I wanted to share some of this acclaim with you using review links and snippets. There’s a lot of insight, a lot of smart analysis, a lot of people comparing Alexander Strain to a strangely wide gamut of movie stars (John Cusack/Marlon Brando/Woody Allen/Zach Braff), and a lot of love.
Check it out, and then add your two cents, either on Washpost.com, here on the blog, or whatever medium fits your fancy!
–Warmly probing comedy about the impact of unanswered questions of a child of Holocaust survivors.
-That Roth, longtime artistic director of Theater J, manages to mine the confusion of an anguishing legacy for knowing laughs is one of the higher achievements of this embraceable play
-The winning embodiment of questing Andy is mastered here by Alexander Strain, who as the evening’s tireless anchor gives one of the strongest performances of his Washington career.
-Playing Andy’s mother, Raya, who’s resonantly maternal and a teensy bit scary, Jennifer Mendenhall, too, offers the type of textured portrayal that fully inhabits the Goldman Theater stage at the D.C. Jewish Community Center.
–Andy’s nuclear family, completed by Stephen Patrick Martin, Colleen Delany and Kimberly Gilbert — plus Veronica del Cerro as Sarah, his patient (up to a point) fiancee — exists under Daniella Topol’s deft direction in a convincing whirlpool of alienation and affection.
-Roth’s rhythms…combine the confessional tone of Arthur Miller’s “After the Fall” and the wry reflections of Woody Allen’s “Annie Hall.”
-It’s difficult to imagine an actress better equipped than Mendenhall to bring out the yin-yang of Raya’s downy-stony personality. She and Strain create an admirable illusion of parent-child intimacy, the complex kind in which emotions are strong — and yet certain lines cannot be crossed.
-touching… As the women in Andy’s life, del Cerro, Delany and Gilbert are guided by Topol to appealing portrayals elevated by their fealty to truth.
– As Roth’s comedy unlocks Andy’s insecurities, Theater J just as commendably makes the keys to the playhouse more accessible to the city’s writers.
–very darkly funny
–Roth uses a cascade of storytelling techniques-from flashbacks, to flashforwards, visions and interviews and an ill-fated “play, aka screenplay, within a play”-to get at the subtexts of this family through the ever-present medium of dark comedy.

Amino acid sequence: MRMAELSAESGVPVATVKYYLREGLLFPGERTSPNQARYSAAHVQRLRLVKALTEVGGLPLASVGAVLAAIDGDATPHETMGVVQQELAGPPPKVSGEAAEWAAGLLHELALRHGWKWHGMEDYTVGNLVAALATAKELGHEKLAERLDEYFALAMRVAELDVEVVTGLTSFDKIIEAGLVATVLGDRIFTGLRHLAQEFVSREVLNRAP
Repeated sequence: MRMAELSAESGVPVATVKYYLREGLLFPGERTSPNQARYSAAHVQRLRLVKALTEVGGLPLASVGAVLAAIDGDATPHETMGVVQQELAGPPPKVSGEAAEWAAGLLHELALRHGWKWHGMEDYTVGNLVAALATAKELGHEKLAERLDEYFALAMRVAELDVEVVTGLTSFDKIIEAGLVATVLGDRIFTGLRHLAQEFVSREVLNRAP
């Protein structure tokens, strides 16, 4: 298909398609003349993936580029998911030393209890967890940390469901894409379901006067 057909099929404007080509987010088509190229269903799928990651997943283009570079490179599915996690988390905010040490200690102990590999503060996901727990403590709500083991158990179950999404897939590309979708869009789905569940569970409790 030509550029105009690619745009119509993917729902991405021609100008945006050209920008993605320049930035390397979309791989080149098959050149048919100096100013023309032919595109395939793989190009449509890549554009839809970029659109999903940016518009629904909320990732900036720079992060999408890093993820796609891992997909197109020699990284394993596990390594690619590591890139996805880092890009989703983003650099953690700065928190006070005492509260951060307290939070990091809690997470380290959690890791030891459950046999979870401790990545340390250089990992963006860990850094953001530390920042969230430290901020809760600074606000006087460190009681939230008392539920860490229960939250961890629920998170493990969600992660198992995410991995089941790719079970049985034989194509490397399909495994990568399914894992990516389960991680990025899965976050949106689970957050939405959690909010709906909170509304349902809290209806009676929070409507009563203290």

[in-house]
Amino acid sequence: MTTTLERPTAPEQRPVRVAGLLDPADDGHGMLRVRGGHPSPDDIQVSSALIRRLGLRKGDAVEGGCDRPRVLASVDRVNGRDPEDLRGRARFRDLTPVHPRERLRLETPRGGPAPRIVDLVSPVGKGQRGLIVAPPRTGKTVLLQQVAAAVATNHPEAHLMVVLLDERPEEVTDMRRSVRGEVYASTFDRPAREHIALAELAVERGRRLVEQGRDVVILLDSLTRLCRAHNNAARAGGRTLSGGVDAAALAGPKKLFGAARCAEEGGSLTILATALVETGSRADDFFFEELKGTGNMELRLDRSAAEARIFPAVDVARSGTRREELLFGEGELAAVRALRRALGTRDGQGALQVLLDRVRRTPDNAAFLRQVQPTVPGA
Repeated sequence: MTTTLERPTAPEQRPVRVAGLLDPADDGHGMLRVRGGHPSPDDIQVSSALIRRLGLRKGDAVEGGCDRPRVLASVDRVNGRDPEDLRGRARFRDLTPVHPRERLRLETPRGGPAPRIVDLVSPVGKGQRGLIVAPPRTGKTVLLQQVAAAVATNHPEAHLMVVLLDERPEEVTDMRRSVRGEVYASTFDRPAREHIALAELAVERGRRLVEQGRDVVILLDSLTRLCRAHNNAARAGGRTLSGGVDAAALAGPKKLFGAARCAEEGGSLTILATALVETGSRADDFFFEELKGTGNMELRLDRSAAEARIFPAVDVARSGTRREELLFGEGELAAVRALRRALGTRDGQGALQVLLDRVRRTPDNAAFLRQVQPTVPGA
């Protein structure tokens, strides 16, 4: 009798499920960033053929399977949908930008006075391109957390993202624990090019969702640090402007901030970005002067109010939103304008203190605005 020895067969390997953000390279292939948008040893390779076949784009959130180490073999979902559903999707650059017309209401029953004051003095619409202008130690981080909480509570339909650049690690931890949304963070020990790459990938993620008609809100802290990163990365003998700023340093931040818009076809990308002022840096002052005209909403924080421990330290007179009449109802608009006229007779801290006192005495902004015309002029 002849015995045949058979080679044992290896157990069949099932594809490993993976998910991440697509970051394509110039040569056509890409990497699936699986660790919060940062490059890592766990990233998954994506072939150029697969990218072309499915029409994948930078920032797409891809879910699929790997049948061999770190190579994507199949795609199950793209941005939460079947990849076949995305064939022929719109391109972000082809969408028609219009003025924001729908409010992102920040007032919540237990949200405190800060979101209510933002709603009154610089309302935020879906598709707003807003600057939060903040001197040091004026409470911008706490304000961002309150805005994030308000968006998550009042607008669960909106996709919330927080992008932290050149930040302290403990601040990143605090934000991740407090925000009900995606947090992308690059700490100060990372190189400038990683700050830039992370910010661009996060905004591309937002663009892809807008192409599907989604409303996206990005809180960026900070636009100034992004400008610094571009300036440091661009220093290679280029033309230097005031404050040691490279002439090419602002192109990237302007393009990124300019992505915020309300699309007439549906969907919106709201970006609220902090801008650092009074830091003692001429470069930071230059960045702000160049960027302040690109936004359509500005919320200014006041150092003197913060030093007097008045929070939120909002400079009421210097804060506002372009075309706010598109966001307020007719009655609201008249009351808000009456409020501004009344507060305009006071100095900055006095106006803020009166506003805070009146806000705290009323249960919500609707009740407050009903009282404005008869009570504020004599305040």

-Director Daniella Topol has woven a tight and versatile ensemble cast who fluidly embody the Glickstein family and a host of other incidental characters.
–A polished and witty production
-a formidable and moving imprint of the far-reaching reverberations of the Holocaust and the consequent displacement of the Jews – externally as well as internally – on the second generation of survivors.
-Jennifer Mendenhall gives a powerful performance
-Ari Roth’s Andy and the Shadows is bound to become a work of outstanding artistry.
-There are many extraordinary moments in “Andy and the Shadows,” the most stunning of them involving Andy’s mother as a young girl.
-moving and credible.
-The humor is sharp, incisive and, as the excellent Strain portrays Andy, more than a little manic and obsessive.
-The play is capably directed by Daniella Topol, whose sterling cast creates an intense constellation of people surrounding the central star, Andy.
– warm and woolly… winning
-I could not stop thinking of Roth’s hyperliterate memoir-with-benefits… as High Fidelity
-it’s got duende to spare
-Bridging history, fantasy, memory and imagination, the work navigates the thorny quest of a son seeking his place and voice in the world and reconciles his identity as a child of survivors who have succumbed to comfortable middle class.
-Part Woody Allen neurotic, part scenery-chewing Marlon Brando, Alexander Strain’s Andy can’t come to terms with his mother’s history, nor can he settle on a wedding date with his fiance, Sarah
-Roth has borrowed from other major playwrights, too, it seems, ranging from the standard Clifford Odets kitchen table family drama scene in act one, to an Arthur Miller-like monologue and fluidity of time, and a Tony Kushner hospital scene (with a black male nurse to boot) and that dream-like, girl-child angel, which recalls Kushner’s Angels in America. And like a Tennessee Williams play, there is hidden tragedy woven into the very fabric of the characters’ lives that initially hampers Andy from moving forward, until his breakthrough discovery, which arrives while he’s jailed overnight for filming without a permit in a synagogue parking lot.
-Roth’s smart and erudite dialogue, which is reproduced under director Daniella Topol’s care, elevates a very personal story filled with internal obstacles, twists, flashbacks and detours that his Andy character strives to overcome.
-…Read Miller, or Williams or Kushner and you can easily take a certain measure of each as both a playwright and a man, tracing characters back to experiences they have lived. The same holds true for Roth. Continue reading